Hearing tomorrow to decide fate of paraplegic Pakistani death-row prisoner

August 16, 2015

A hearing tomorrow (Monday 17 August) will decide whether the Pakistani authorities should be able to hang a paralysed death-row prisoner.

Abdul Basit, 43, was convicted and sentenced to death for murder in 2009. In 2010, he contracted tubercular meningitis in prison, which left him paralysed from the waist down. Despite being unable to stand, and reliant on a wheelchair, a ‘Black Warrant’ was issued last month setting Basit’s execution on 29 July 2015. A stay of execution, obtained three weeks ago by Basit’s lawyers at Justice Project Pakistan (JPP), has prevented his execution until now. Monday’s hearing at the Lahore High Court will decide whether the stay should expire, and Basit be hanged.

In a mercy petition submitted to the President of Pakistan, Basit’s lawyers have argued that the Pakistan Prison Rules of 1978 – the statute regulating executions – does not provide procedures for the hanging of a disabled prisoner and that the execution would amount to cruel and unusual punishment in breach of Pakistani and international law.

Over 200 prisoners have been hanged in Pakistan since the government resumed executions in December 2014. Recent reports have suggested that the vast majority of those prisoners to have faced the gallows have not been associated with terrorism, contradicting claims by the Pakistani government to be targeting ‘terrorists’. Those killed have included people suffering from mental illness, juveniles, and many who may have been innocent of the crimes of which they were convicted.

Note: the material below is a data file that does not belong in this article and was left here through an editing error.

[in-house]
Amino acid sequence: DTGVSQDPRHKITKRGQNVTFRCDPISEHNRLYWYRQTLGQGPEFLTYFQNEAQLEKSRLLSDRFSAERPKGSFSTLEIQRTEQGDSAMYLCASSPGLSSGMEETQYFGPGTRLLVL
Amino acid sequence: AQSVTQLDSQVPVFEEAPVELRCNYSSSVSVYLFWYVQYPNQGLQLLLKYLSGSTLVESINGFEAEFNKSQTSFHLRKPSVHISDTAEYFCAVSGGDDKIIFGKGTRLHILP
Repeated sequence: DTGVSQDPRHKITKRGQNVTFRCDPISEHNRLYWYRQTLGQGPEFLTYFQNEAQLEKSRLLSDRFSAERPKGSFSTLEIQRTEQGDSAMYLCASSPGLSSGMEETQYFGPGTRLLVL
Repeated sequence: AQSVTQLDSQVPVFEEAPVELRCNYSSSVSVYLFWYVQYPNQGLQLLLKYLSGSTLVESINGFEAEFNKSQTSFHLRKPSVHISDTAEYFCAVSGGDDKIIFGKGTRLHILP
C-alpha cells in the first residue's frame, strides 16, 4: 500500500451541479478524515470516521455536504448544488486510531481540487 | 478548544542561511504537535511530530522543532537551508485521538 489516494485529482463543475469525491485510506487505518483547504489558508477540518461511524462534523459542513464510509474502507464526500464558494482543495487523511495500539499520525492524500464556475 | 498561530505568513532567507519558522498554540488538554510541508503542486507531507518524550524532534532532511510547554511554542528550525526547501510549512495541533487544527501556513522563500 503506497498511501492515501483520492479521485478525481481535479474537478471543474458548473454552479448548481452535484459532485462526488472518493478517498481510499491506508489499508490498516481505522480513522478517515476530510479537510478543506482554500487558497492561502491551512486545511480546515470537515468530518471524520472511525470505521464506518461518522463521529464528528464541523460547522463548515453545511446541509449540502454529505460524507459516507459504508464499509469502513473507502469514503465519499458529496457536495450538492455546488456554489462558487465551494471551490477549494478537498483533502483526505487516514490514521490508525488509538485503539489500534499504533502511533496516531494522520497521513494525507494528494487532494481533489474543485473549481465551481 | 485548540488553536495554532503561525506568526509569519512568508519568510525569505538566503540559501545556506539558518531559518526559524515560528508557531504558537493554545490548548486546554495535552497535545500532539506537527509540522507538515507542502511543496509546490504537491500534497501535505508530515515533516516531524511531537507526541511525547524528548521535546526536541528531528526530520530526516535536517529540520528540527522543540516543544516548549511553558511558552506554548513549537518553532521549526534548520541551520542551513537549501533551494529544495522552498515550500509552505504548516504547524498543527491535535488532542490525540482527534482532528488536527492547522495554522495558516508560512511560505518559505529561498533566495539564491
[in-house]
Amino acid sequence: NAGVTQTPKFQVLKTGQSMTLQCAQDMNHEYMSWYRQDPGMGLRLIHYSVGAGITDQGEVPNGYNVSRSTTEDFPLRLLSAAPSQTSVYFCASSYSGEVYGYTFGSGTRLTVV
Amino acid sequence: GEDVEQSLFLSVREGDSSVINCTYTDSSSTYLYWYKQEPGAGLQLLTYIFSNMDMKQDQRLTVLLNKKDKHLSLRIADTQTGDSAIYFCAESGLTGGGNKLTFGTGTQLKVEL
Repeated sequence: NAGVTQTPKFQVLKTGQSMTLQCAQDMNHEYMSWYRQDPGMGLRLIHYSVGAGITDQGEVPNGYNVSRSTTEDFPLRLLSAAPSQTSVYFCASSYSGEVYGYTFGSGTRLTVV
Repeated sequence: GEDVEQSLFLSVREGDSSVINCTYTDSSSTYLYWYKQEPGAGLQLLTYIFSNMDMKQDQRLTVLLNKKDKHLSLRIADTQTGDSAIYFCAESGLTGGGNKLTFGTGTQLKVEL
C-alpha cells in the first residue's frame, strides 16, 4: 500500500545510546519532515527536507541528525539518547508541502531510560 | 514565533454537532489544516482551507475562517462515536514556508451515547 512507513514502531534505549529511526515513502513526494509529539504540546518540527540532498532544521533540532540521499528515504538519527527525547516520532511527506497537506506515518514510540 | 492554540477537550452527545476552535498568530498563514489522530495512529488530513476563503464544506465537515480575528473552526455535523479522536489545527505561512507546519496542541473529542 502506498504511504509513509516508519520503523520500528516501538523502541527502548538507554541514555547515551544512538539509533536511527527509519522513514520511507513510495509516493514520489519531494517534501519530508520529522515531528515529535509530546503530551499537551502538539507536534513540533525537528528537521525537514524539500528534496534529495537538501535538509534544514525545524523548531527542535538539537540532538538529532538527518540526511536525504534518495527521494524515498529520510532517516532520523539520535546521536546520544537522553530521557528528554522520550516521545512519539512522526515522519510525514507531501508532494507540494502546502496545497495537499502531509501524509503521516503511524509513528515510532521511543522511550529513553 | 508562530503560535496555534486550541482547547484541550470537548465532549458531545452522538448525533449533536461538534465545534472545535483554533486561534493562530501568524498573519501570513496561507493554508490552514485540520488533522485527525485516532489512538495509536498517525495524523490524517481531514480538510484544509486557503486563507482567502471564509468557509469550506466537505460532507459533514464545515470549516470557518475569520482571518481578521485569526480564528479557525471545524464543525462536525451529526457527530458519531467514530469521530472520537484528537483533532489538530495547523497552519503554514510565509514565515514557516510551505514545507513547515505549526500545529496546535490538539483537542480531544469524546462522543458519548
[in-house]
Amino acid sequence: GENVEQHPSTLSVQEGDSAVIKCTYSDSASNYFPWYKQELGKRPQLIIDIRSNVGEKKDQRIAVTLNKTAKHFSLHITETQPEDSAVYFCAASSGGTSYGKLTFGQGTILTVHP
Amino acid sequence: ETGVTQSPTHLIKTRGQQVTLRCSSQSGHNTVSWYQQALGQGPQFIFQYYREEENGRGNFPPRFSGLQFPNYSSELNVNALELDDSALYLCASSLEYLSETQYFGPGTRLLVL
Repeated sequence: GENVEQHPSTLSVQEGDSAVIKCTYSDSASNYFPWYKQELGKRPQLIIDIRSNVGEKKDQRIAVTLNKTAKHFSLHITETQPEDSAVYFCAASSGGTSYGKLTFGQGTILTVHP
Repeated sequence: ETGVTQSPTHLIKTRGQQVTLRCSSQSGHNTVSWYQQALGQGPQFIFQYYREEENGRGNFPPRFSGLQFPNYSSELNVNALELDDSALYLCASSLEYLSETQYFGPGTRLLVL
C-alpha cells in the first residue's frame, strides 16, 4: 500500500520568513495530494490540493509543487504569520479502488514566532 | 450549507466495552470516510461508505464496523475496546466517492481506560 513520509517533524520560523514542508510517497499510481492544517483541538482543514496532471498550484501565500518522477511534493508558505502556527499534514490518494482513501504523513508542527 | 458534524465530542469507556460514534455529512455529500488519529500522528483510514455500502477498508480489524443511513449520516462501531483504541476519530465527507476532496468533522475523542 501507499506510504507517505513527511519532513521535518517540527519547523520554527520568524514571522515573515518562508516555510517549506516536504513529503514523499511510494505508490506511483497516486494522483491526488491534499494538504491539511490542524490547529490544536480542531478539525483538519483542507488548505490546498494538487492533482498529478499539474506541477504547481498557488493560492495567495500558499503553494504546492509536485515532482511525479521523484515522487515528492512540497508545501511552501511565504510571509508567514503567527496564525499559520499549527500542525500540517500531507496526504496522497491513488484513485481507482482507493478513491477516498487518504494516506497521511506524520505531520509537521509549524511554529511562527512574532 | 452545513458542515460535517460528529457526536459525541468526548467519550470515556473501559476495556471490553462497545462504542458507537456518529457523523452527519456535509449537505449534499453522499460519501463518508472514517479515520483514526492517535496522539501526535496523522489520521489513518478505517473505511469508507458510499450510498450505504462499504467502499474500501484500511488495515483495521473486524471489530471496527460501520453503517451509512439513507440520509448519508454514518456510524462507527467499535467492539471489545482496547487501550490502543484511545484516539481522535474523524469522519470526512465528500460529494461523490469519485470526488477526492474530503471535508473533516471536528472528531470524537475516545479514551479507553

Commenting, Maya Foa, head of the death penalty team at international human rights organisation Reprieve, said: “The decision to go ahead with the hanging of a severely disabled man would mark a new low for the Pakistani justice system. Abdul Basit contracted tubercular meningitis while imprisoned; authorities failed to provide proper medical assistance and as a result, his illness worsened, leaving him entirely paralysed from the waist down. Abdul’s hanging would be a cruel and violent spectacle, unlawful under both Pakistani and international law, and an affront to justice and humanity. Abdul’s execution should be stayed, and the moratorium reinstated, before more lives are senselessly lost.”

ENDS

For further information, please contact Donald[DOT]Campbell[AT]reprieve.org.uk